|(a) Purpose. This section establishes radiation safety
requirements for persons using sources of radiation for well logging
service operations, including radioactive markers, mineral exploration
and tracer studies.
(b) Scope. This section applies to all persons who
use sources of radiation for well logging service operations, radioactive
markers, mineral exploration and tracer studies. In addition to the
requirements of this section, persons are subject to the requirements
of §289.201 of this title (relating to General Provisions for
Radioactive Material), §289.202 of this title (relating to Standards
for Protection Against Radiation from Radioactive Materials), §289.203
of this title (relating to Notices, Instructions, and Reports to Workers;
Inspections), §289.204 of this title (relating to Fees for Certificates
of Registration, Radioactive Material Licenses, Emergency Planning
and Implementation, and Other Regulatory Services), §289.205
of this title (relating to Hearing and Enforcement Procedures), §289.226
of this title (relating to Registration of Radiation Machine Use and
Services), §289.229 of this title (relating to Radiation Safety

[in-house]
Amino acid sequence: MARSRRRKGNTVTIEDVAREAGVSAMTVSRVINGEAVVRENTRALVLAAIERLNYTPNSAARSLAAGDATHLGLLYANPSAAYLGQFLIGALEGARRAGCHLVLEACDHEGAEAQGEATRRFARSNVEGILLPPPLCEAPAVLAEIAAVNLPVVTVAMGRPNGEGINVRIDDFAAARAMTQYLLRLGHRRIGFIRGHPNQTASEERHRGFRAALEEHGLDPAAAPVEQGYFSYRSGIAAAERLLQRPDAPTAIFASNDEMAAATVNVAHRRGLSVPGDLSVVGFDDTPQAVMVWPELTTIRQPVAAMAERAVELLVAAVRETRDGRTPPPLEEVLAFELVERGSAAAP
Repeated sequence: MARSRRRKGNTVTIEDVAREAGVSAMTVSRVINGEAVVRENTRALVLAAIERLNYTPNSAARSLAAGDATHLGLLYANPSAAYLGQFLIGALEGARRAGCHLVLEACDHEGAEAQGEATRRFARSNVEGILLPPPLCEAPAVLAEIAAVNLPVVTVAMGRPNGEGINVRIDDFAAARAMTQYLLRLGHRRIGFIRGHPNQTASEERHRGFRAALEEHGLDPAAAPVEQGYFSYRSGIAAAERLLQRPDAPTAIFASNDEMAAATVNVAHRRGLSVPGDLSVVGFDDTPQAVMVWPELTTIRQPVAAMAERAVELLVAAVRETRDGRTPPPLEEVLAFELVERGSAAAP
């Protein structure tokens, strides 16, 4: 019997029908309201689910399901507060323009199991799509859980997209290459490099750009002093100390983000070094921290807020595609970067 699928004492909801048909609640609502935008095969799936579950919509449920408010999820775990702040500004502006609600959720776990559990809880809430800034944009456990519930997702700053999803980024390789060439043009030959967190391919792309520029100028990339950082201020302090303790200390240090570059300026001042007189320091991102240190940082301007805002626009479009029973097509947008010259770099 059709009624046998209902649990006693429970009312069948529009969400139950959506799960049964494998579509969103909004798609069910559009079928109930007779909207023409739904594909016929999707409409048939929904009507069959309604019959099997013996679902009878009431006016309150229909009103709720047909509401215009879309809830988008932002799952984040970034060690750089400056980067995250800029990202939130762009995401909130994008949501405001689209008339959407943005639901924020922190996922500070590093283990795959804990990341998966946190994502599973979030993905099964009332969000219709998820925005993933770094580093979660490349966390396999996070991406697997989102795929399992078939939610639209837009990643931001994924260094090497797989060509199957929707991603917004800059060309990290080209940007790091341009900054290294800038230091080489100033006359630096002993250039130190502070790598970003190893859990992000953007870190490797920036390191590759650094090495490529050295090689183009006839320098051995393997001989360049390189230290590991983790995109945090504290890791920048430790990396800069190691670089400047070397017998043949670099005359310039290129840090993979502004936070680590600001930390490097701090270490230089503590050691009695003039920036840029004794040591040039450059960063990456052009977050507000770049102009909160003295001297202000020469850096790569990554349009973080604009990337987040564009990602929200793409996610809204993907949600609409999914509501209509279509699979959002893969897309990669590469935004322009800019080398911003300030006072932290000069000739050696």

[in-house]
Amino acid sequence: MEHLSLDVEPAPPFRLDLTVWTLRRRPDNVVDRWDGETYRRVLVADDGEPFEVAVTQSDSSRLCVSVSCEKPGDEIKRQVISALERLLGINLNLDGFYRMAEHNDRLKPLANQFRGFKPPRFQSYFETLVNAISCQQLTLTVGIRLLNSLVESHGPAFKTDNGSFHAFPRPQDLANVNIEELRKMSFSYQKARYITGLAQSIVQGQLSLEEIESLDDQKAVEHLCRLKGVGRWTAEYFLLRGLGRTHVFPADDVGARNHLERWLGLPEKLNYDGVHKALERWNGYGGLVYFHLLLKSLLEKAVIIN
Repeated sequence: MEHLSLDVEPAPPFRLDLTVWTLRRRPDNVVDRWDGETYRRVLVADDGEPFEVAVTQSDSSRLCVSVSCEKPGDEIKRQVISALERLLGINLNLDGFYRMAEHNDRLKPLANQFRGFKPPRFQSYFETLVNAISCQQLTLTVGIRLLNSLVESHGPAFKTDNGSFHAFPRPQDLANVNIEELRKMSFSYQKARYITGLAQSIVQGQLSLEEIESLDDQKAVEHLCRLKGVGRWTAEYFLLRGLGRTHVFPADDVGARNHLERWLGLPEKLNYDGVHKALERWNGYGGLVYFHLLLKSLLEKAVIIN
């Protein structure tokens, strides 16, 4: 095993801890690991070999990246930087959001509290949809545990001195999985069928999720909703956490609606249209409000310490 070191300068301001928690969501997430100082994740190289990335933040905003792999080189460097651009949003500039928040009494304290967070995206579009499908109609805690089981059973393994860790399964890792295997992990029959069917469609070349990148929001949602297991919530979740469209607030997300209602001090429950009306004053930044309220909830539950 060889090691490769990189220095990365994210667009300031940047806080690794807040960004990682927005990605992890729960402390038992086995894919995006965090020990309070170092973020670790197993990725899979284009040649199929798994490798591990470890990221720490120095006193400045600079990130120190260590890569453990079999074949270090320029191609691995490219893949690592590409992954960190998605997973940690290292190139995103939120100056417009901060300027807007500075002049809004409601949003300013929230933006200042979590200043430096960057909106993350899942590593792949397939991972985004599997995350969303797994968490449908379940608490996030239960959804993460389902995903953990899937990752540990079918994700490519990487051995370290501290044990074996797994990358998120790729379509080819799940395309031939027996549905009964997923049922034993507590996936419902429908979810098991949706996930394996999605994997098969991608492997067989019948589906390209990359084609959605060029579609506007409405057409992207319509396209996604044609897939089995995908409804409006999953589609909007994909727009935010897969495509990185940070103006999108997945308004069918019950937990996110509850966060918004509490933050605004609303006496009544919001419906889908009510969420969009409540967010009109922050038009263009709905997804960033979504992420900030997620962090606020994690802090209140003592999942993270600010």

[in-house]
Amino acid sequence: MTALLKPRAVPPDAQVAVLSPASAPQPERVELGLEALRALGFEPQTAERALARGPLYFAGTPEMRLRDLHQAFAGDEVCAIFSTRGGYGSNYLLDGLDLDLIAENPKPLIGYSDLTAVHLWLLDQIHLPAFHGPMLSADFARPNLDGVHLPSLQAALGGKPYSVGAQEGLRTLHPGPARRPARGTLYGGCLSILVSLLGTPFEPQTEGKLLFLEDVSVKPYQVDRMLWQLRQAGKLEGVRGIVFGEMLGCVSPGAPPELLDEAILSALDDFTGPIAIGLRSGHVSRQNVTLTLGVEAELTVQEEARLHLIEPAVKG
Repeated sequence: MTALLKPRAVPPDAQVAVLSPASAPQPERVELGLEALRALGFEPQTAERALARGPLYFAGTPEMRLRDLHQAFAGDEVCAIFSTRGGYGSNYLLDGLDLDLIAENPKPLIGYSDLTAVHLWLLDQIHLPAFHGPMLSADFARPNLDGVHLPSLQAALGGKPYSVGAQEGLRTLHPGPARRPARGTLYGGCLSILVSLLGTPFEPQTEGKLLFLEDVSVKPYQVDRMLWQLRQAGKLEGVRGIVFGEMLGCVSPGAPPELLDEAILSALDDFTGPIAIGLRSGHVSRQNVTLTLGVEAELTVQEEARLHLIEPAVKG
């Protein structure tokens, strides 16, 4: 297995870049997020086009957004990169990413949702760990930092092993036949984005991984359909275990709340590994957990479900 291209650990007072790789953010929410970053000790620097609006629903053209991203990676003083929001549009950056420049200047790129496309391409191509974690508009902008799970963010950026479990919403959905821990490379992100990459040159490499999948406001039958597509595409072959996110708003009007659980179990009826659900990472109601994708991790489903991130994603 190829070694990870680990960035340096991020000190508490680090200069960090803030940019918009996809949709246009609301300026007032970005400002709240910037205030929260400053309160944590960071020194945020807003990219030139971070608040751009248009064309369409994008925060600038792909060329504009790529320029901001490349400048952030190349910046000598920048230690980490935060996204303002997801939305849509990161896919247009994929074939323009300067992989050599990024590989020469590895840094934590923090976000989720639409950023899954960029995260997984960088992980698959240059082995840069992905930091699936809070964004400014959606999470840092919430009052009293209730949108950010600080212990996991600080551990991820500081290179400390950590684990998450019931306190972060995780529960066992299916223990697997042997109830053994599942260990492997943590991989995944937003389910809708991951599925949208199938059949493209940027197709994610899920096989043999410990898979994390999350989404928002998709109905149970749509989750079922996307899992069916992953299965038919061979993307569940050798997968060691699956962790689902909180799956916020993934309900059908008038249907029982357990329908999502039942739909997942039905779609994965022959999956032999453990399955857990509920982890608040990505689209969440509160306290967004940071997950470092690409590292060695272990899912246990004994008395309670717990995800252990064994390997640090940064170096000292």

Requirements for Accelerators, Therapeutic Radiation Machines, Simulators,
and Electronic Brachytherapy Devices), §289.231 of this title
(relating to General Provisions and Standards for Protection Against
Machine-Produced Radiation), §289.252 of this title (relating
to Licensing of Radioactive Material), and §289.257 of this title
(relating to Packaging and Transportation of Radioactive Material).
(c) Definitions. The following words and terms when
used in this section shall have the following meaning unless the context
clearly indicates otherwise.
(1) Energy compensation source (ECS)--A small sealed
source with an activity not exceeding 100 microcuries (µCi)
(3.7 megabecquerel (MBq)), used within a logging tool or other tool
component, to provide a reference standard to maintain the tool's
calibration when in use.
(2) Field station (additional authorized use/storage
location)--A facility where sources of radiation may be stored or
used and from which equipment is dispatched to temporary job sites.
(3) Injection tool--A device used for subsurface or
downhole controlled injection of radioactive tracer material.
(4) Logging assistant (equipment operator)--Any individual
who, under the personal supervision of a logging supervisor, handles
sealed sources or tracers that are not in logging tools or shipping
containers or who performs surveys required by subsection (bb) of